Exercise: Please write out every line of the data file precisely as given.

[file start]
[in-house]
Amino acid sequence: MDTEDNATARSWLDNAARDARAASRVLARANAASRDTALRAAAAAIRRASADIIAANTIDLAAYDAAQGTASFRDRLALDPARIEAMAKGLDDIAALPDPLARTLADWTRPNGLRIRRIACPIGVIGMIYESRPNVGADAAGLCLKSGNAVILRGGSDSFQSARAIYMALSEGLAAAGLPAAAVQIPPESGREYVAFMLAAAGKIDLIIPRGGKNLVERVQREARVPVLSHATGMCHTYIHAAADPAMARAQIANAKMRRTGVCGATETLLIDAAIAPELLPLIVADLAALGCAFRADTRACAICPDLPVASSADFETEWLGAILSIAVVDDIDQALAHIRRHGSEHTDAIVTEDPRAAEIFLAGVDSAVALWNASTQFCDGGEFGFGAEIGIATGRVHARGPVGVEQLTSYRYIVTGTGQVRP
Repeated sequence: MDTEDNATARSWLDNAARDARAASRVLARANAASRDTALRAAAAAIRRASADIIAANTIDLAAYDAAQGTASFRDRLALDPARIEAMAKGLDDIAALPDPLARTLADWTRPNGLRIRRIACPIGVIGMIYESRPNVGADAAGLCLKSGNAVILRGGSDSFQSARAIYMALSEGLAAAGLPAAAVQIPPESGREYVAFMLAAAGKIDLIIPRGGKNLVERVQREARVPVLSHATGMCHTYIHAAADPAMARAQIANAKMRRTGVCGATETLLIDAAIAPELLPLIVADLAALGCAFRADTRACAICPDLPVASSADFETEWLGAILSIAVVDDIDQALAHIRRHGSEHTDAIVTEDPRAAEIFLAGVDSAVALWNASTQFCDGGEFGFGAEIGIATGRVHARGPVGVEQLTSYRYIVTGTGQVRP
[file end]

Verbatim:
[in-house]
Amino acid sequence: MDTEDNATARSWLDNAARDARAASRVLARANAASRDTALRAAAAAIRRASADIIAANTIDLAAYDAAQGTASFRDRLALDPARIEAMAKGLDDIAALPDPLARTLADWTRPNGLRIRRIACPIGVIGMIYESRPNVGADAAGLCLKSGNAVILRGGSDSFQSARAIYMALSEGLAAAGLPAAAVQIPPESGREYVAFMLAAAGKIDLIIPRGGKNLVERVQREARVPVLSHATGMCHTYIHAAADPAMARAQIANAKMRRTGVCGATETLLIDAAIAPELLPLIVADLAALGCAFRADTRACAICPDLPVASSADFETEWLGAILSIAVVDDIDQALAHIRRHGSEHTDAIVTEDPRAAEIFLAGVDSAVALWNASTQFCDGGEFGFGAEIGIATGRVHARGPVGVEQLTSYRYIVTGTGQVRP
Repeated sequence: MDTEDNATARSWLDNAARDARAASRVLARANAASRDTALRAAAAAIRRASADIIAANTIDLAAYDAAQGTASFRDRLALDPARIEAMAKGLDDIAALPDPLARTLADWTRPNGLRIRRIACPIGVIGMIYESRPNVGADAAGLCLKSGNAVILRGGSDSFQSARAIYMALSEGLAAAGLPAAAVQIPPESGREYVAFMLAAAGKIDLIIPRGGKNLVERVQREARVPVLSHATGMCHTYIHAAADPAMARAQIANAKMRRTGVCGATETLLIDAAIAPELLPLIVADLAALGCAFRADTRACAICPDLPVASSADFETEWLGAILSIAVVDDIDQALAHIRRHGSEHTDAIVTEDPRAAEIFLAGVDSAVALWNASTQFCDGGEFGFGAEIGIATGRVHARGPVGVEQLTSYRYIVTGTGQVRP